LONDON--Total European hotel transaction volume rose to €7.1 billion in 2011, an increase of 9% on the €6.5 billion recorded in 2010 indicating that investment activity in the hotel sector is improving, despite the continuing scarcity of debt funding.
However, according to the annual European Hotel Transactions report, published this week by HVS London, total volume remains well below the 2006 peak of €20 billion and the 10-year average since 2002 of €9.9 billion.
The European Transactions report charts each year’s single asset and portfolio hotel transactions, identifying the top buyers and sellers, the sale price and price per room, as well as the geographic regions proving popular with investors. The report was first published in 2002.
“In 2011 there was a growth in both trading performance and hotel values across Europe indicating that recovery is under way. Despite this, bank debt remains scarce making it hard for investors to secure financing outside major gateway cities,” said Charles Human, managing director of HVS Hodges Ward Elliott, the hotel brokerage and investment banking division of HVS.
The increase in investment activity seen in 2011 can be attributed to improved leisure and business demand, triggering a rise in trading performance across Europe making hotels a more attractive investment. In addition, a number of distressed assets came to the market in 2011 including the von Essen portfolio of 28 hotels (26 across the UK), and many listed hotel companies have continued their programmes of selective asset disposals.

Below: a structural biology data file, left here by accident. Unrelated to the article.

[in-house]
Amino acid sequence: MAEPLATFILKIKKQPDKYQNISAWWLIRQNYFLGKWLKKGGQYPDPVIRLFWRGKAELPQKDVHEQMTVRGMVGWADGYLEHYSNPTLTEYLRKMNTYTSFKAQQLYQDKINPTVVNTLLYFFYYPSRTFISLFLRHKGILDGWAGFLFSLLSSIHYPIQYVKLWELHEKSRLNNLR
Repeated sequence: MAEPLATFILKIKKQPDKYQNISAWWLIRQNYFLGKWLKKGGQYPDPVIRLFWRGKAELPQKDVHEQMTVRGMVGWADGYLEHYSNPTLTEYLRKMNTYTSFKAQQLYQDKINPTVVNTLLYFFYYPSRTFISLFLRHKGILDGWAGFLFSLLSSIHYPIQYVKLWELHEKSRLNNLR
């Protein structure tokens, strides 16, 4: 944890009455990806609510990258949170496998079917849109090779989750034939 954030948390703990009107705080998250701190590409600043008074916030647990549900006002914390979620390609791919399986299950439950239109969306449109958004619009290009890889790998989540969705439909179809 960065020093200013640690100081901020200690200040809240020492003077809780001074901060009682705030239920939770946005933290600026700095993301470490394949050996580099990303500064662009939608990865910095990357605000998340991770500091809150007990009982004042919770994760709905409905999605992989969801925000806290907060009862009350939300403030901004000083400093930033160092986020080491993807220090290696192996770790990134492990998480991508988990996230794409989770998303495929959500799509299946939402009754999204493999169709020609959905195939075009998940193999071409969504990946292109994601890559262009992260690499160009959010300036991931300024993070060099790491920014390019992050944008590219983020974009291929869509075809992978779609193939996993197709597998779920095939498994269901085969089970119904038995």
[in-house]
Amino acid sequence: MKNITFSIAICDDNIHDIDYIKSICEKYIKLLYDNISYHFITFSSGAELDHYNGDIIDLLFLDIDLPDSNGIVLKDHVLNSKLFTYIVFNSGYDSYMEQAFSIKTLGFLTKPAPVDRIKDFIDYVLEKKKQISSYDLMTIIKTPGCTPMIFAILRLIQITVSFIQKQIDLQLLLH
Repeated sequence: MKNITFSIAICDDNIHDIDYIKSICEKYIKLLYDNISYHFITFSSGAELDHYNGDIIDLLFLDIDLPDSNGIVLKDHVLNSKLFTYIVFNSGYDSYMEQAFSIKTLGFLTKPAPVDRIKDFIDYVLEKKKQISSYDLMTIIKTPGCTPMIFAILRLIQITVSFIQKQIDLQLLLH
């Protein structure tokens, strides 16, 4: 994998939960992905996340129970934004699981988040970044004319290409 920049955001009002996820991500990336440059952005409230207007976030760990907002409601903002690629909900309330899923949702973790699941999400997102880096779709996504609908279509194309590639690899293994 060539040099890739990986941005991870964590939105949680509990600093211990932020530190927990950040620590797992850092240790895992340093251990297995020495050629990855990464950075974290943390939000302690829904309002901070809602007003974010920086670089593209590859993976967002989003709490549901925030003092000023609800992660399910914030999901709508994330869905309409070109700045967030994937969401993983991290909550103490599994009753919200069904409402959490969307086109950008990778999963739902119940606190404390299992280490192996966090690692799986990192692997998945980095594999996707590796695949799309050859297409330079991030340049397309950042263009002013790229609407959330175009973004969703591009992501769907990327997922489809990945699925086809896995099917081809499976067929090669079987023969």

Last year’s activity involved some 116 transactions (of more than €7.5 million per property) with 264 hotels and more than 43,200 rooms.
The total figure for 2011 was strengthened by a number of large transactions, such as the sale of the Ritz-Carlton Moscow for US$600 million (€411 million) on the single asset side and Blackstone’s acquisition of the Mint Hotels portfolio for £600 million (€691 million) on the portfolio side.
Single asset activity accounted for 54% of the total transaction volume; despite this increase of 15% on 2010 levels, the average price per room declined by 27% to €190,000. This is the result of fewer high-end assets changing hands in 2011 compared with the previous year.
The UK remains the most active hotel investment market with a total transaction volume of around €2.7 billion. Other key markets were France (€1.3 billion), Germany (€817 million) and Spain (€601 million).
In terms of single asset transactions, the hotel investment market was dominated by institutional investors, hotel operators and real estate investors, accounting for 78% of total volume. In 2011, private equity companies more than doubled their investment in single assets, albeit from a low base.
Investment from high-net-worth individuals (HNWIs) declined in 2011 due to the lack of landmark hotels on the market compared with previous years.
Portfolio investment painted a similar picture, with institutional investors, hotel operators and real estate investors accounting for a significant 72% of total volume. Just a handful of transactions were private equity funded; however, the size of these investments meant that private equity accounted for a significant 16% of transactions, while HNWIs accounted for 12%.
“In 2012 we are likely to see a marginal increase in the number of distressed sales but, with debt so hard to find, it will be some time before we see transaction volumes return to pre-credit crunch levels,” added Charles Human.
View the report as a PDF.